To Your Health
June, 2021 (Vol. 15, Issue 06)
Share |

For Pelvic Pain During or After Pregnancy, Think Chiropractic First

By Ronald Feise, DC

The prevalence of pregnancy-related low back pain and disability is significant. According to a review of the literature, the mean prevalence of pregnancy-related low back pain is about half of all pregnancies.1-2 Most women report a return to pre-pregnancy levels of low back pain within six months of delivery, but some go on to experience chronic low back pain. Research reports a postpartum prevalence of 37 percent at one year and 18 percent at six years.3

Four types of pregnancy-related low back pain are recognized: posterior pelvic pain, lumbar pain, mixed pain and radiculopathy. Among these, posterior pelvic pain is unique, as it is associated only with pregnancy and represents about one-third of all pregnancy-related low back pain.4

There are two main approaches to the management of chronic pelvic pain – pharmacological or non-pharmacological. Let's take a look at the effectiveness and safety of each approach.

The Pharmacological Approach

Horne, et al., conducted a randomized, double-blind, placebo-controlled trial to measure the efficacy and safety of gabapentin in women with chronic pelvic pain.5 More than 300 participants were randomly assigned to receive gabapentin or a placebo for 16 weeks.

pregnancy - Copyright – Stock Photo / Register Mark Treatment with gabapentin compared with placebo did not result in lower pain scores in women with chronic pelvic pain, and it was associated with higher rates of side effects than placebo.

Although acetaminophen and NSAIDs offer a modest amount of pain relief, they have a poor safety profile. Maternal acetaminophen use during pregnancy is associated with a higher risk for attention-deficit disorder and autism spectrum disorder in children.6 Additionally, two meta-analyses found an association between the use of acetaminophen during pregnancy and asthma in children.7-8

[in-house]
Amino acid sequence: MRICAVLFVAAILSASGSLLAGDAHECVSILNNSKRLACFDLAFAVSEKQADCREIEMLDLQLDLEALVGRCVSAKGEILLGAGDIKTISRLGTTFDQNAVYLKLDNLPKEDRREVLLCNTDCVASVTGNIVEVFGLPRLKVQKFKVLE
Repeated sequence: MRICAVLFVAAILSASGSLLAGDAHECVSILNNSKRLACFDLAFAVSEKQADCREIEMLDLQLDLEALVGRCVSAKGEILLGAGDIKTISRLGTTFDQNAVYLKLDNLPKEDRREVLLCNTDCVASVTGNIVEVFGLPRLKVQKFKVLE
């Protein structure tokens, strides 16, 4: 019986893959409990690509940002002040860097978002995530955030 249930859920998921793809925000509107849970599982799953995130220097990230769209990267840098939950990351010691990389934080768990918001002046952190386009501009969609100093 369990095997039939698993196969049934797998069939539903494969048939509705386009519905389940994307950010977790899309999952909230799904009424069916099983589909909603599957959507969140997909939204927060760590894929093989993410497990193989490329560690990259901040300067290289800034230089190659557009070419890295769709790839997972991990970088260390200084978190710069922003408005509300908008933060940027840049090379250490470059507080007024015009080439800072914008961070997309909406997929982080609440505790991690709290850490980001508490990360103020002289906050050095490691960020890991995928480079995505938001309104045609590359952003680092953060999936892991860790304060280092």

Increased risks of miscarriage and malformations are associated with NSAID use in early pregnancy.9 Exposure to NSAIDs after 30 weeks' gestation is associated with an increased risk of premature closure of the fetal ductus.10 Li, et al., demonstrated that NSAID use around conception was associated with an increased risk of miscarriage with a dose-response relationship.11

The Non-Pharmacological Approach

An effective non-pharmacological approach to pelvic pain includes an individualized treatment program consisting of: 1) adequate patient education and reassurance, 2) individualized exercises, and 3) spinal manipulation.

Exercises: An individualized exercise program that includes stabilizing exercises and aerobic exercise is part of an effective treatment strategy for pregnant patients with back or pelvic pain. In a randomized, controlled trial, researchers found that stabilizing exercises had a significantly better statistical and clinical effect than the controls on pain, functional status and health-related quality of life measured after 20 weeks of intervention and one year postpartum.12 A Cochrane systematic review confirmed these findings.13

Aerobic exercise contributes to the overall treatment plan for patients with spinal pain, because it is associated with improvements in mood state and overall feeling of well-being, strengthening the supporting spinal musculature, improving neuromotor control and coordination, and increasing nutrition for the disc. Thus, current research supports an exercise program of strengthening exercises and aerobic exercise.

Spinal Manipulation: Researchers have found that spinal manipulation can provide safe and effective relief of back and pelvic pain in pregnant women. A randomized clinical trial examined the effects of a chiropractic multimodal approach (including stabilization exercises) compared to standard obstetric care.14 The research team was composed of medical doctors and chiropractors, and the findings were published in the American Journal of Obstetrics & Gynecology.